Alberta’s Future Leaders Program
The Alberta Foundation for the Arts (AFA) and the Alberta Sport Connection (ASC) administer the annual Alberta Future Leaders (AFL) program for Indigenous youth. The AFL program was developed from the fundamental belief that “working together, we can make a difference,” and its vision is to work in partnership with communities to positively affect the lives of Indigenous children and youth. The program’s mission is to promote active, vibrant Indigenous communities, where local sports, recreation, arts and leadership experiences inspire youth to become positive leaders. The AFL program has partnered with 43 Indigenous communities across Alberta to create over one million participant hours of programming since its inception in 1996. There are currently 12 Indigenous communities that participate in the AFL program each year.
The Alberta Future Leaders (AFL) program provides arts, sports, recreation and leadership opportunities to help strengthen and empower youth who live in Indigenous communities in Alberta. Mentors are selected by the program organizers before the beginning of every summer, and are trained extensively to prepare them for their roles. Mentors are young adults who come from a variety of backgrounds, and who can serve as positive role models for the youth participating in the program. Over the course of the summer, mentors develop and lead arts, sports and recreation programs, as well as camps, trips, and special events to teach the youth important life skills. Select future leaders from each host community are brought together to share ideas and learn new skills. This intercultural opportunity helps the youth create strong friendships and develop their leadership potential. Upon returning home, most participants help the AFL Mentors to run programs, and many continue to serve their communities long after the summer ends.
The Arts Branch of the program selects and trains Mentors, and provides financial, moral and cultural support. The Arts Mentors live in an Alberta Indigenous community from May to August each year. Arts Mentors deliver art programming in the form of art workshops, projects and instruction in a variety of arts disciplines. An integral component of the AFA arts programming is contracting Senior Artists (established Indigenous artists) to offer workshops in the communities. Senior Artists are important role models for Indigenous youth. They inspire confidence, teach leadership skills, and an appreciation for the arts, and build the self-esteem of participants. It is often a highlight for Indigenous youth to participate in arts projects alongside role models from their culture.
For more information, please see: http://www.affta.ab.ca/Arts-In-Alberta/Albertas-Future-Leaders
The Alberta Future Leaders (AFL) program is expected to continue inspiring Indigenous youth to become positive leaders in their communities and beyond, through mentorship and new experiences in local sports, recreation, arts and leadership. The program has helped many youth aged 9-25 to build confidence, overcome barriers and realize their potential by providing them with new experiences, positive role models and opportunities. Youth who have been involved in the AFL Program are often inspired to complete high school and many continue on to pursue a post-secondary education in a variety of fields. For example, former AFL participants have gone on to become Chiefs, council members, youth workers, artists in a variety of arts disciplines, teachers, lawyers, participants in national sporting events, and many have continued to engage in arts and sports activities, projects and programs.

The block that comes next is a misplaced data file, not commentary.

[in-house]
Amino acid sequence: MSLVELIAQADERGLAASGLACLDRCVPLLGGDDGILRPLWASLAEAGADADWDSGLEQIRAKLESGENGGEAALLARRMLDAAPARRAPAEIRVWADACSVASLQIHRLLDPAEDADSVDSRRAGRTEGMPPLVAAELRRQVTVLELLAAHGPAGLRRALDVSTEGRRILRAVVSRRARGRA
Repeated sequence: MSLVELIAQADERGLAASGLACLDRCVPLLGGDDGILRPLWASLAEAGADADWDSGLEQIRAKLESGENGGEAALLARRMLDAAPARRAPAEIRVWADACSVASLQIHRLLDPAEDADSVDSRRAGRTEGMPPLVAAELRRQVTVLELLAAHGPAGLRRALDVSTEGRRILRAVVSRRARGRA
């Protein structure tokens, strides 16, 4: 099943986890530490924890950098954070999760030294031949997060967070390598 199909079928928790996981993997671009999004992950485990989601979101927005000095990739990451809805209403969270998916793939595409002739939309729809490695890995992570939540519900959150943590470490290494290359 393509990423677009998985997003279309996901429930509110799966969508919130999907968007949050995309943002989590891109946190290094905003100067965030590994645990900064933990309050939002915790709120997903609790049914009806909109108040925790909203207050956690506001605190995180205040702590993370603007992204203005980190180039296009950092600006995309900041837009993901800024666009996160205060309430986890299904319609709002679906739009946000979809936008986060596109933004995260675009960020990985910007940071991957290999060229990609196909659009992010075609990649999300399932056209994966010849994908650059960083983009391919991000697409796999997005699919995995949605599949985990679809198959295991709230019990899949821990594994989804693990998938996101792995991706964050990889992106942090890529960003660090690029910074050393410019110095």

The Alberta Foundation for the Arts (AFA) allocates $140,000 CAD to the AFL Program and the Alberta Sport Connection (ASC) allocates $347,000 CAD.
The Alberta Futures Leaders program was evaluated by a Provincial Support Committee. The main conclusions of the evaluation include:
- More Indigenous communities are providing sport and recreation programming.
- Indigenous communities have increased capacity to develop and deliver sport and recreation programs.
- Barriers to sport and recreation opportunities have been reduced in Indigenous communities.
- An increased number of Indigenous youth is participating in sport and recreation programs across Alberta.
- More communities are providing culturally relevant programming.
- Indigenous communities value community development and recognize the benefits of sport and recreation.
- There is an increased capacity to develop and deliver sport and recreation programs in Indigenous communities.
- There is increased community collaboration in the development of sport and recreation programs.
- More communities, organizations and associations incorporate traditional Indigenous culture into outdoor programming.
- Volunteering is valued and increased in Indigenous communities.
- There is an increased number of provincial associations working with Indigenous communities.
- There is an increased presence of Indigenous communities at sport, recreation and events across Alberta.
- More Indigenous communities utilize available opportunities (e.g. professional development, funding, etc.) for sport and recreation.
- There is increased coordination between the Ministries involved in Indigenous programming
- More Indigenous youth participate in high performance and sport activities.